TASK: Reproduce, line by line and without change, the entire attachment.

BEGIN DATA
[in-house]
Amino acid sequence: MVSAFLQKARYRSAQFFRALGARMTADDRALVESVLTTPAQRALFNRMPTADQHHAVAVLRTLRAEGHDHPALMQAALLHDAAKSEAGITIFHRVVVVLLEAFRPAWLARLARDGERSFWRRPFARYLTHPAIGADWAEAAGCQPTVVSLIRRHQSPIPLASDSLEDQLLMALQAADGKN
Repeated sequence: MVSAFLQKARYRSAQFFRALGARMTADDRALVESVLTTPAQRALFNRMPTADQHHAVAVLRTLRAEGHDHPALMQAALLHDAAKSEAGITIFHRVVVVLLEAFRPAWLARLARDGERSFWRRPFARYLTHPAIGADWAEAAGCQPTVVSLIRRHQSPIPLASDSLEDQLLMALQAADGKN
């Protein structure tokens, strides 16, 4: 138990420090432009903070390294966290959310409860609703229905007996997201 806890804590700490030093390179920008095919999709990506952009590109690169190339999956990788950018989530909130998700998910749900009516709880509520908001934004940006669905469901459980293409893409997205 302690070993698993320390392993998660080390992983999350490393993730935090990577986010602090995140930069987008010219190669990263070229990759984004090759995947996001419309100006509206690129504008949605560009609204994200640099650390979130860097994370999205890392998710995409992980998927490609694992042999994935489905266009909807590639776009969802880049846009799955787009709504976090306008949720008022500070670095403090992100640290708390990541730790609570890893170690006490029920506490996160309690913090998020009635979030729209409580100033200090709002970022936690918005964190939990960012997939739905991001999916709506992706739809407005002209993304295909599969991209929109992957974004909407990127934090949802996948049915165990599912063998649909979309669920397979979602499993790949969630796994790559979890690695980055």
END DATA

[in-house]
Amino acid sequence: MVSAFLQKARYRSAQFFRALGARMTADDRALVESVLTTPAQRALFNRMPTADQHHAVAVLRTLRAEGHDHPALMQAALLHDAAKSEAGITIFHRVVVVLLEAFRPAWLARLARDGERSFWRRPFARYLTHPAIGADWAEAAGCQPTVVSLIRRHQSPIPLASDSLEDQLLMALQAADGKN
Repeated sequence: MVSAFLQKARYRSAQFFRALGARMTADDRALVESVLTTPAQRALFNRMPTADQHHAVAVLRTLRAEGHDHPALMQAALLHDAAKSEAGITIFHRVVVVLLEAFRPAWLARLARDGERSFWRRPFARYLTHPAIGADWAEAAGCQPTVVSLIRRHQSPIPLASDSLEDQLLMALQAADGKN
């Protein structure tokens, strides 16, 4: 138990420090432009903070390294966290959310409860609703229905007996997201 806890804590700490030093390179920008095919999709990506952009590109690169190339999956990788950018989530909130998700998910749900009516709880509520908001934004940006669905469901459980293409893409997205 302690070993698993320390392993998660080390992983999350490393993730935090990577986010602090995140930069987008010219190669990263070229990759984004090759995947996001419309100006509206690129504008949605560009609204994200640099650390979130860097994370999205890392998710995409992980998927490609694992042999994935489905266009909807590639776009969802880049846009799955787009709504976090306008949720008022500070670095403090992100640290708390990541730790609570890893170690006490029920506490996160309690913090998020009635979030729209409580100033200090709002970022936690918005964190939990960012997939739905991001999916709506992706739809407005002209993304295909599969991209929109992957974004909407990127934090949802996948049915165990599912063998649909979309669920397979979602499993790949969630796994790559979890690695980055």